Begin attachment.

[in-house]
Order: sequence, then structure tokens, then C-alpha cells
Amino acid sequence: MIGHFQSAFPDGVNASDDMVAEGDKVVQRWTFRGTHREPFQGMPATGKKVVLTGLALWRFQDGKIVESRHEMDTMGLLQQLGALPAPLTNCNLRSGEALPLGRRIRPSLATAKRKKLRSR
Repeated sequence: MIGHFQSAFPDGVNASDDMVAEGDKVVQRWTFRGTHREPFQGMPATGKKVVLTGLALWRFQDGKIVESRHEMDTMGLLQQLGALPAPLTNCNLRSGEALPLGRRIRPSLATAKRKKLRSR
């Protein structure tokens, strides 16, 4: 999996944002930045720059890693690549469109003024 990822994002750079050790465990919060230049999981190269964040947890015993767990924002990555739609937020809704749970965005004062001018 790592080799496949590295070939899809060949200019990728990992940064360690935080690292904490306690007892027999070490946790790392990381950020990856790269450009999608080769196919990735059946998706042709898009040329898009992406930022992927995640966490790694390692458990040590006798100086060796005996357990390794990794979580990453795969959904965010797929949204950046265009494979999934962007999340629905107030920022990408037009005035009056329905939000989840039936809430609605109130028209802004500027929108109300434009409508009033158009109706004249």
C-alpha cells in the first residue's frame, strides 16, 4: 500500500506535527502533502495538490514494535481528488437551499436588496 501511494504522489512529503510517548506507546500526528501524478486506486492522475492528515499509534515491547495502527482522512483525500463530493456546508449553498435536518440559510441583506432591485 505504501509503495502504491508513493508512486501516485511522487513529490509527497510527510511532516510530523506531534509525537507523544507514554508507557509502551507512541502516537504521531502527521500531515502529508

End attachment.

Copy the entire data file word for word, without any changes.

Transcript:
[in-house]
Order: sequence, then structure tokens, then C-alpha cells
Amino acid sequence: MIGHFQSAFPDGVNASDDMVAEGDKVVQRWTFRGTHREPFQGMPATGKKVVLTGLALWRFQDGKIVESRHEMDTMGLLQQLGALPAPLTNCNLRSGEALPLGRRIRPSLATAKRKKLRSR
Repeated sequence: MIGHFQSAFPDGVNASDDMVAEGDKVVQRWTFRGTHREPFQGMPATGKKVVLTGLALWRFQDGKIVESRHEMDTMGLLQQLGALPAPLTNCNLRSGEALPLGRRIRPSLATAKRKKLRSR
């Protein structure tokens, strides 16, 4: 999996944002930045720059890693690549469109003024 990822994002750079050790465990919060230049999981190269964040947890015993767990924002990555739609937020809704749970965005004062001018 790592080799496949590295070939899809060949200019990728990992940064360690935080690292904490306690007892027999070490946790790392990381950020990856790269450009999608080769196919990735059946998706042709898009040329898009992406930022992927995640966490790694390692458990040590006798100086060796005996357990390794990794979580990453795969959904965010797929949204950046265009494979999934962007999340629905107030920022990408037009005035009056329905939000989840039936809430609605109130028209802004500027929108109300434009409508009033158009109706004249």
C-alpha cells in the first residue's frame, strides 16, 4: 500500500506535527502533502495538490514494535481528488437551499436588496 501511494504522489512529503510517548506507546500526528501524478486506486492522475492528515499509534515491547495502527482522512483525500463530493456546508449553498435536518440559510441583506432591485 505504501509503495502504491508513493508512486501516485511522487513529490509527497510527510511532516510530523506531534509525537507523544507514554508507557509502551507512541502516537504521531502527521500531515502529508